Before daybreak on the following morning, the poor old negro, whom no living danger could daunt, had given but too alarming evidence that his reason was utterly alienated. His ravings were wild and fearful, and nothing could remove from his mind that the face he had beheld was that of the once terrible Wacousta—the same face which had presented itself, under such extraordinary circumstances, at the window of the Canadian’s hut, on the night of the departure of his master, Sir Everard Valletort, and Captain De Haldimar, for Michilimackinac in 1763. Nay, so rooted was this belief, that, with the fervor of that zeal which had governed his whole life and conduct towards each succeeding generation of the family, he prayed and obtained, during a momentary gleam of reason, the promise of the much shocked Gerald, that he would never again set foot within the precincts of those fatal grounds.
Inexpressibly grieved as Gerald was at this sad and unexpected termination to his adventure, he had no time to linger near his unfortunate servant. The expedition was to set out in a few hours, and he had too completely bent his mind upon accompanying it to incur the slightest chance of a disappointment. Leaving the faithful and unfortunate creature to the care of his uncle’s family, by every member of whom he was scarcely less loved than by himself, he took the ferry to the opposite shore within an hour after day break, and made such speed that, when Henry came down to breakfast he found, to his surprise, his brother already there.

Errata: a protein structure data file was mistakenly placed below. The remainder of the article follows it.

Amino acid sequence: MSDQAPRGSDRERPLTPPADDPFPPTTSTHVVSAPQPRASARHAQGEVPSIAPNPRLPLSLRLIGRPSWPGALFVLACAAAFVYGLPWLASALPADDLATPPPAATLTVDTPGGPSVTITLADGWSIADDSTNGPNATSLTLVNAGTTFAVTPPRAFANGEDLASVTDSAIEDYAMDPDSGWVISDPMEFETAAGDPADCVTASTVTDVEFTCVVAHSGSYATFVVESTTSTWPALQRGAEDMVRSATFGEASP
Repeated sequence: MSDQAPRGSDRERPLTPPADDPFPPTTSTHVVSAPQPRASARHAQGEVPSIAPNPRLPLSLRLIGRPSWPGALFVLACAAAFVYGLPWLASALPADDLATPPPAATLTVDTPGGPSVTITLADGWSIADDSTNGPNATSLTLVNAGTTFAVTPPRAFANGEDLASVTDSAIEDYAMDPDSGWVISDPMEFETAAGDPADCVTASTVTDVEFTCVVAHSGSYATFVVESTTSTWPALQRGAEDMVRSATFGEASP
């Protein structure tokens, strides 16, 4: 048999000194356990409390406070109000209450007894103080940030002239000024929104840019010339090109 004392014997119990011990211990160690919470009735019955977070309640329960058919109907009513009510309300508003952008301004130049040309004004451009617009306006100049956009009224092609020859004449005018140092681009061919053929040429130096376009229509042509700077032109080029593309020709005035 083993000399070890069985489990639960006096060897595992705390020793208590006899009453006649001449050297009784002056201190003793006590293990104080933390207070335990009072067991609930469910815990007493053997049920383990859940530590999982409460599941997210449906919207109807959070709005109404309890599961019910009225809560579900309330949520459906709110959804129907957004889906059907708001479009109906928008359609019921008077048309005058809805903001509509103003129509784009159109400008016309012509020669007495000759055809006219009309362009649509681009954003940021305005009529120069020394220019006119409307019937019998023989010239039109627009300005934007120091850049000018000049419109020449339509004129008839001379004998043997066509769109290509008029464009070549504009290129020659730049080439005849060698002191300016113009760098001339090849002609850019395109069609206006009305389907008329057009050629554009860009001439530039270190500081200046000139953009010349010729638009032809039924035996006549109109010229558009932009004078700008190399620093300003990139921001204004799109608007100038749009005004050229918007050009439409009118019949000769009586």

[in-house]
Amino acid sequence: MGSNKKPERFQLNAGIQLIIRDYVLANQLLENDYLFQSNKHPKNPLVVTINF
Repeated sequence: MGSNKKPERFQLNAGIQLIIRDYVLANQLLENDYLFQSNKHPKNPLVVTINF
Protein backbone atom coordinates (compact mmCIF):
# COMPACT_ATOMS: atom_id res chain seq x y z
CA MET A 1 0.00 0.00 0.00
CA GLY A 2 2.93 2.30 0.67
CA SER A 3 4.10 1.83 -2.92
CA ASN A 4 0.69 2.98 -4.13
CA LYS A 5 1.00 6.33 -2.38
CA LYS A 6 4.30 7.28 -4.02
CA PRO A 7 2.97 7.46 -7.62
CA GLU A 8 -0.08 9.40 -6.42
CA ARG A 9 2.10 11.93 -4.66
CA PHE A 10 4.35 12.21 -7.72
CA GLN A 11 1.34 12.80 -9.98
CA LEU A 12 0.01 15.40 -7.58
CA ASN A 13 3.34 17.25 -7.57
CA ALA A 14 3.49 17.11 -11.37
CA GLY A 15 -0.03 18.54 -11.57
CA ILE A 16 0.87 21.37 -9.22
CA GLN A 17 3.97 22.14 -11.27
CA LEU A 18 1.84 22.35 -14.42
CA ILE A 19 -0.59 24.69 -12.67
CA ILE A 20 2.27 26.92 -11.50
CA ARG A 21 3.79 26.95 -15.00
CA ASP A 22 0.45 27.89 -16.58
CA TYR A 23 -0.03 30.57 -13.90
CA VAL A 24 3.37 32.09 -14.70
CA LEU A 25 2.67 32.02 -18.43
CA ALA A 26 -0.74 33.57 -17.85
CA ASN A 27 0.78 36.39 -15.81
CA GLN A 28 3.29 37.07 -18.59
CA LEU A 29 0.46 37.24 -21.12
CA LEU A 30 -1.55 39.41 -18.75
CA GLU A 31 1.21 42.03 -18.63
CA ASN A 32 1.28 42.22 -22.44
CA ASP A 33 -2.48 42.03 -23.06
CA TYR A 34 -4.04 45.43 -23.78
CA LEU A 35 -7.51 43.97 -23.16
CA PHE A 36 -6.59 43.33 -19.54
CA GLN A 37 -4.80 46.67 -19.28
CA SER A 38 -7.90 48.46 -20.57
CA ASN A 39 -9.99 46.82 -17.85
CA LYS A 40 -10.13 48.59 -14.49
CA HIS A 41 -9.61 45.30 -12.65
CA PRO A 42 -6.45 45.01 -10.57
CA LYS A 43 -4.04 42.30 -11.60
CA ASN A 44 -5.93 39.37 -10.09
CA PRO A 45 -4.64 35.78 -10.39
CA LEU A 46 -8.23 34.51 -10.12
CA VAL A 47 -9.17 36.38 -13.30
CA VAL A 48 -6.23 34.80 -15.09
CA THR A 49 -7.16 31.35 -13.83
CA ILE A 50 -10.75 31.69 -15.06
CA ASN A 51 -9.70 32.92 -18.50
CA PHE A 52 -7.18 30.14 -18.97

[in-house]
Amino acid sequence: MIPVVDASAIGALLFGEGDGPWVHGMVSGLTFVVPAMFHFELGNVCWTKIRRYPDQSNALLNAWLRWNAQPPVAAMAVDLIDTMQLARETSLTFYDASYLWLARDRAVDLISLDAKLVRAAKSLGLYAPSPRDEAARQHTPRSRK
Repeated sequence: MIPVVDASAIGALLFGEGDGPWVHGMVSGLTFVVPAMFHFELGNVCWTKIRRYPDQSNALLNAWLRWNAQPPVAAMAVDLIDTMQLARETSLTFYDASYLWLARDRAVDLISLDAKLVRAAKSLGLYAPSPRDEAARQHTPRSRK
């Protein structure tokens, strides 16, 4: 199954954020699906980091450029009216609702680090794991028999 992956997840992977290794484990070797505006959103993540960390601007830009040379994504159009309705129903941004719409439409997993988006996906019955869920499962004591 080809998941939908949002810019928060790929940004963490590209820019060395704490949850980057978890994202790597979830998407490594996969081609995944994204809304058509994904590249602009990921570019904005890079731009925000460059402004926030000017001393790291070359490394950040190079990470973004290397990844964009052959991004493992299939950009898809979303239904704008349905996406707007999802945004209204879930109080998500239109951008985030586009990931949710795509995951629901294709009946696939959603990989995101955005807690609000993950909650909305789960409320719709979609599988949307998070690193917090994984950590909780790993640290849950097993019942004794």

During his ride, Gerald had had leisure to reflect on the events of the preceding night, and bitterly did he regret having yielded to a curiosity which had cost the unfortunate Sambo so much. He judged correctly that they had been followed in their nocturnal excursion, and that it was the face of some prying visitant which Sambo’s superstitious dread had transformed into a hideous vision of the past. He recalled the insuperable aversion the old man had ever entertained to approach of even make mention of the spot, and greatly did he blame himself for having persisted in offering a violence to his nature, the extent of which had been made so fearfully obvious. It brought no consolation to him to reflect that the spot itself contained nought that should have produced so alarming an effect on a mind properly constituted. He felt that, knowing his weakness as he did, he ought not to have trifled with it, and could not deny to himself, that in enforcing his attendance, (with a view to obtain information on several points connected with the past), he had been indirectly the destroyer of his reason. There had been a season when the unhappy sailor would have felt a sorrow even deeper than he did, but Gerald was indeed an altered being—too much rapt in himself to give heed to others.